Body Art, Indian Style
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Starlets are reviving an ancient style statement in India, as youth in the land of nose and forehead markings embrace a new generation of body art with pierced belly-buttons and tattoos.
"I love my navel. I think it's just so feminine to have your navel pierced," said Negar Khan, a bubbly 19-year-old who has made it big in India's tinsel town Bombay with her scorching music videos.
In her chartbursting number "Chadti Jawani" ("Rising Youth"), Khan pulsates her belly with its jingling ring, swaying a million minds. "I always show my navel. It's never covered. I always wear a low-waist jeans to show off my belly-button. For me, body piercing is something of a necessity -- like you add spice to make your food tangy," Khan said.
While David Beckham may have Indian script emblazoned on his body, the first parlour to launch the fad in India, the Funky Monkey Tattoo and Design Studio, had to hire trained artists from Thailand. But the parlour's part-owner Hardy Mitra said India was among the pioneers of body art and that the studio, with branches in New Delhi and Bombay, has catered to the fancies of hundreds. "Our women have been wearing the nose ring and 'bindi' (a colourful forehead dot) for ages. It's just the revival of an old art through pop culture. The models are doing it, the stars are doing it, so the girl and boy on the street want it too."
And not just young people. Hardy has seen times when a college girl came in with her mother for a tattoo, and "she liked the work so much, she got one too". "Twenty percent of our clients are walk-in clients -- people who are just passing by and decide to get a piercing or a tattoo done," Mitra said.
"We opened in 2002 and since then there's been no looking back. It's been a roaring business and it seems people were just waiting for us to open shop," she said. The studio is frequented by top Bollywood machoman Sanjay Dutt, who has come for three tattoos, as have top designers and models.
The most popular designs are religious ranging from the devil to the Hindu mantra "Om" to the trident, which is a symbol of the god Shiva.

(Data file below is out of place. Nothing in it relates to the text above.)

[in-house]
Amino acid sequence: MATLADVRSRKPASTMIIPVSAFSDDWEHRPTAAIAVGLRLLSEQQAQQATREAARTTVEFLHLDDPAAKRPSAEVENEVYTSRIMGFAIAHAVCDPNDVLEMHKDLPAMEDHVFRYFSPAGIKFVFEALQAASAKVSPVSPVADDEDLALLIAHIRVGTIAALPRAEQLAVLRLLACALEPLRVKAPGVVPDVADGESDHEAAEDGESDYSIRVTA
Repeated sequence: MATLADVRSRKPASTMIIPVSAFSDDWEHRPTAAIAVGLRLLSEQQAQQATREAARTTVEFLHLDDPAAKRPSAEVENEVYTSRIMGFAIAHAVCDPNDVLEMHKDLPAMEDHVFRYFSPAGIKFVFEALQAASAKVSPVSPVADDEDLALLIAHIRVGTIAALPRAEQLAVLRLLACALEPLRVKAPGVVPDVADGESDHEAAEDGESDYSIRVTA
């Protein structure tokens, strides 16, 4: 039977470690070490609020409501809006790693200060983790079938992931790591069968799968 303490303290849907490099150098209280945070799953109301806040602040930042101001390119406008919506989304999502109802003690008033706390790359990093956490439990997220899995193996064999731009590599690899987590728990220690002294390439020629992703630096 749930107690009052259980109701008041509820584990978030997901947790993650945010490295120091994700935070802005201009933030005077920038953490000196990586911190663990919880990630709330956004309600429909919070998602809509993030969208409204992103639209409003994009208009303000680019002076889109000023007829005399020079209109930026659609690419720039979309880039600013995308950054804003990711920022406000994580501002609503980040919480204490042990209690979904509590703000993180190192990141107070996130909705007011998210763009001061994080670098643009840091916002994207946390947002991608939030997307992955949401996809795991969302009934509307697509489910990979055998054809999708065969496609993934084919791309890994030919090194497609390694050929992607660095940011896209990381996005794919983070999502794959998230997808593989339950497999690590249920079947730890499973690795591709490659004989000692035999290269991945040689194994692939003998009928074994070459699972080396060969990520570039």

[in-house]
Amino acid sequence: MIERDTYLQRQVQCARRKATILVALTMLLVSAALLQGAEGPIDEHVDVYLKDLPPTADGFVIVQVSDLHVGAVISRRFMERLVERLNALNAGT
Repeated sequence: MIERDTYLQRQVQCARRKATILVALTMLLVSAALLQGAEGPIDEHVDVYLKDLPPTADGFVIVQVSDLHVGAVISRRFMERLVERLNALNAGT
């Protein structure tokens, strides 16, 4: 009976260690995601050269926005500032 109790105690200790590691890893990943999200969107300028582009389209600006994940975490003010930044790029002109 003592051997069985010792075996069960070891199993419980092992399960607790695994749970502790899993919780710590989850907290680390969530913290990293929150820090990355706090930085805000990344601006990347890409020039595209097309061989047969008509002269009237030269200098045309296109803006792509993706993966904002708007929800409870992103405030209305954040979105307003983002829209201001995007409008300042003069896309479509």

Such high-end body-art is not priced for the masses. At rock bottom, a simple belly piercing comes at 1,500 rupees (32 dollars) and prices go up with how dainty the spot to be pierced -- 2,500 has to be put down for a tongue. Tattoo prices start from 2,000 rupees per square inch and can go up to 100,000 rupees (2,163 dollars) for a full back, depending on the motifs and their intricacy.
Momaith Khan, 18, has eight piercings including two on her eyebrows which were "very, very painful" and the obligatory navel ring, apart from tattoos on her shoulder and lower waist. "My mother thought I had gone mad," she said. "But then all these rock stars were doing it on MTV and later I saw girls with pierced navels on FTV. I said, why not me. Everyone wants to look good and go high. I think piercing heightens the sexuality and style and adds oomph."
Meenakshi Reddy, who is just out of college, disappeared during a lunch with her mother and friends in a posh New Delhi market -- only to return with a nose bud. "I like the way it looked. It's my way," she said.
Her mother, Sheela Reddy, said she went looking for her daughter, scared the piercing could be made in an unhygienic way. "But then you can never stop them, can you?" the mother said.
For leading fashion critic Anshu Khanna, "the great Indian navel power" has exploded among Indian youth. "It's everywhere -- in music videos, in raunchy film songs and fashion catwalks. And what can be better than a pierced navel?" Khanna asked. But what Khanna said she is really anxious about is her 14-year-old daughter who has her ears pierced and wants more. "She says it's not enough," Khanna said.
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Published on 9/4/04